IT STARTED with the madness of Real Madrid president Florentino Perez, claiming the Super League was the only solution to “save football”.
Then it was Fifa president Gianni Infantino, firing his warning shot to the rebel 12.
By mid-morning, Prime Minister Boris Johnson was personally promising to bring the plot crashing down.
Then we heard Uefa chief Aleksander Ceferin urging the Premier League’s “dirty half dozen” to own up to their “mistake” and apologise to the fans who “bleed themselves dry” for their football clubs.
And that was just the start of football’s longest day, a battle for the soul of the game that ended with the bodies of the victims strewn over the Prem’s boardroom tables.
With Tottenham chairman Daniel Levy savaged by the left-behind gang, metaphorical blood weeping from the wounds inflicted by the Angry Brigade, who were not soothed by his messages of contrition.
With Manchester City and Chelsea both insisting they were the first to realise the £4.6billion house of cards was doomed and jumping out of the first floor window.
And finally with Ed Woodward, the public face of the Manchester United board, falling on his sword to end 16 tempestuous years as Old Trafford’s business brain.
After the PM had promised the FA and Prem he would not let the rebels win, the 14 clubs heard from Brighton’s Paul Barber of his conversation with Levy.
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Barber reported: “Daniel is shaken by what has happened. This is not what he wanted, or expected, at all.
“Daniel says this all grew from a feeling that Uefa simply doesn’t listen to us as a league. The big clubs deserve more respect and more money.”
Not that it did Levy much good. One club source revealed: “Paul was told to pass on a simple message back — that Daniel and the rest of them were destroying all of us.
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“We are all still seething at what has gone on. Every single one of us. There is no sympathy at all for Levy, or anyone else involved.
“They are the ones who put us in this position because of their greed.”
This is a victory for the good guys.
For the fans who said enough was enough. The players, managers and pundits who voiced their utter disapproval.
The clubs who backed away from the whole shooting match.
Even the FA, Prem and Government who, for once, stood firm and resisted, rather than caving under the first breath of pressure.
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And let there be no doubt, this was a victory.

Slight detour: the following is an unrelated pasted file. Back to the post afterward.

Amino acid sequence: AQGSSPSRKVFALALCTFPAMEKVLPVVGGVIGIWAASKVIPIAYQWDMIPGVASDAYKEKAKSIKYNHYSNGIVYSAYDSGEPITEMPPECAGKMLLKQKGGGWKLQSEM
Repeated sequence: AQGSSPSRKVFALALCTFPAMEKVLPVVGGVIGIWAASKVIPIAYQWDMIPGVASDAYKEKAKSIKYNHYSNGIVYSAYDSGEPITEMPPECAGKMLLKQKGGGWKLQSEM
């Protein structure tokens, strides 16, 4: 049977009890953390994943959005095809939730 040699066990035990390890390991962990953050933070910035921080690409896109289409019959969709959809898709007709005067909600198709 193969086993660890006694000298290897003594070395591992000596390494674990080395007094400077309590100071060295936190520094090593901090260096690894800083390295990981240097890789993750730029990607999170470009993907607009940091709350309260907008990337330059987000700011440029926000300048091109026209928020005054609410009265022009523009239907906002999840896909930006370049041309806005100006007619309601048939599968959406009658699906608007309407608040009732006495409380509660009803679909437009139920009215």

One won inch by inch, thrust by thrust, before the Super League was finally revealed to be football’s version of the Wizard of Oz — all about illusions of power and might but with absolutely zero substance. Yet this was, truly, a momentous day for the game, too, one which proved that many of those who claim to be clad in ermine are actually morally naked.
On Sunday, when the 12 mutineers, including the Prem’s ‘Big Six’, finally broke cover to confirm their elite, closed-shop cartel, it seemed to be the beginning of the end for the established order.
Yet within 48 hours, it was over, leaving just the victims. Some have just lost their reputations.
Others their pride. A few — with more to come — their jobs. But none of them have escaped uninjured.
And while City and Chelsea did the right thing first, the fans who laid siege outside Stamford Bridge and condemned the Etihad hierarchy they have so often rightly praised, will long remember.
Maybe we should have known it was going to be chaos when reports of Perez’s bizarre interview on Spanish TV emerged.
Not only did he claim that the Super League was, effectively, football’s last hope but also suggested 90 minutes was too long for matches anyway.
Super League plotters believed Infantino might secretly be an ally.
Instead, he plunged in the knife, telling the Uefa Congress: “If some elect to go their own way, then they must live with the consequences of their choice.”
Ceferin, the calm, rational Slovenian lawyer, opted for emotion, talking of his email from a heartbroken Tottenham fan, Trevor, devastated at his club’s betrayal of their ideals.
Directly addressing the Prem ‘Big Six’, Ceferin said: “Some will say it is greed, others disdain, arrogance, flippancy or complete ignorance of England’s football culture.
“It doesn’t matter. What matters is that there is still time to change your mind.
“England, this incredible nation with such strong and unique links to football, deserves to have you correct your mistake. It deserves respect.
“Come to your senses, out of respect for those who bleed themselves dry so that they can go to the stadium to support their team and want the dream to be kept alive.”
It was just the start. With fans protesting outside the Bridge, Chelsea’s wobbles had already turned into a full-scale U-turn.
Similarly at City, who were shocked at the global reaction. Both realised the game was up and moved to tender their resignation. Woodward too decided he’d had enough at United.
Gone. Neither forgotten nor forgiven. Just like the whole Super League.
Or, as Ceferin had said, “the so-called Super League, because it is not super”.
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